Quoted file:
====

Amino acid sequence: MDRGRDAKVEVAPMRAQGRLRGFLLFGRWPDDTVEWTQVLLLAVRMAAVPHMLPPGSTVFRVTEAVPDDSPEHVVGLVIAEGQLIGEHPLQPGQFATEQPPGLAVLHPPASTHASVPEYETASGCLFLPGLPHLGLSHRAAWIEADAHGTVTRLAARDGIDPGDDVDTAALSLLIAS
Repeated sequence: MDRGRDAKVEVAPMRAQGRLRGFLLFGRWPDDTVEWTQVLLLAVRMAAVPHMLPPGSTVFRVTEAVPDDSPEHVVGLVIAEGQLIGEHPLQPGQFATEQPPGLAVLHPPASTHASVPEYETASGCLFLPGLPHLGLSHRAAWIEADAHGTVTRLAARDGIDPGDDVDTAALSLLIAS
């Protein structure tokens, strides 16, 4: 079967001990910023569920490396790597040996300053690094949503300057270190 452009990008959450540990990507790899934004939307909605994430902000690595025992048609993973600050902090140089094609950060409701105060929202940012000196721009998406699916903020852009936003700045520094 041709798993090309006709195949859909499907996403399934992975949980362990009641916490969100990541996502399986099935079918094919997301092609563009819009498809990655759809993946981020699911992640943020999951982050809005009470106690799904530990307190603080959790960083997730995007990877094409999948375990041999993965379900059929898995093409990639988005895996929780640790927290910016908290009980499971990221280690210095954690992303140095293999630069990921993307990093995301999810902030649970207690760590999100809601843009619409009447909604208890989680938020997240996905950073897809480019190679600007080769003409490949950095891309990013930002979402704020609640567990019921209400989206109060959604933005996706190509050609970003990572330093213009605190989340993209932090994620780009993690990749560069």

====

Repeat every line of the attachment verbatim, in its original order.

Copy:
Amino acid sequence: MDRGRDAKVEVAPMRAQGRLRGFLLFGRWPDDTVEWTQVLLLAVRMAAVPHMLPPGSTVFRVTEAVPDDSPEHVVGLVIAEGQLIGEHPLQPGQFATEQPPGLAVLHPPASTHASVPEYETASGCLFLPGLPHLGLSHRAAWIEADAHGTVTRLAARDGIDPGDDVDTAALSLLIAS
Repeated sequence: MDRGRDAKVEVAPMRAQGRLRGFLLFGRWPDDTVEWTQVLLLAVRMAAVPHMLPPGSTVFRVTEAVPDDSPEHVVGLVIAEGQLIGEHPLQPGQFATEQPPGLAVLHPPASTHASVPEYETASGCLFLPGLPHLGLSHRAAWIEADAHGTVTRLAARDGIDPGDDVDTAALSLLIAS
């Protein structure tokens, strides 16, 4: 079967001990910023569920490396790597040996300053690094949503300057270190 452009990008959450540990990507790899934004939307909605994430902000690595025992048609993973600050902090140089094609950060409701105060929202940012000196721009998406699916903020852009936003700045520094 041709798993090309006709195949859909499907996403399934992975949980362990009641916490969100990541996502399986099935079918094919997301092609563009819009498809990655759809993946981020699911992640943020999951982050809005009470106690799904530990307190603080959790960083997730995007990877094409999948375990041999993965379900059929898995093409990639988005895996929780640790927290910016908290009980499971990221280690210095954690992303140095293999630069990921993307990093995301999810902030649970207690760590999100809601843009619409009447909604208890989680938020997240996905950073897809480019190679600007080769003409490949950095891309990013930002979402704020609640567990019921209400989206109060959604933005996706190509050609970003990572330093213009605190989340993209932090994620780009993690990749560069």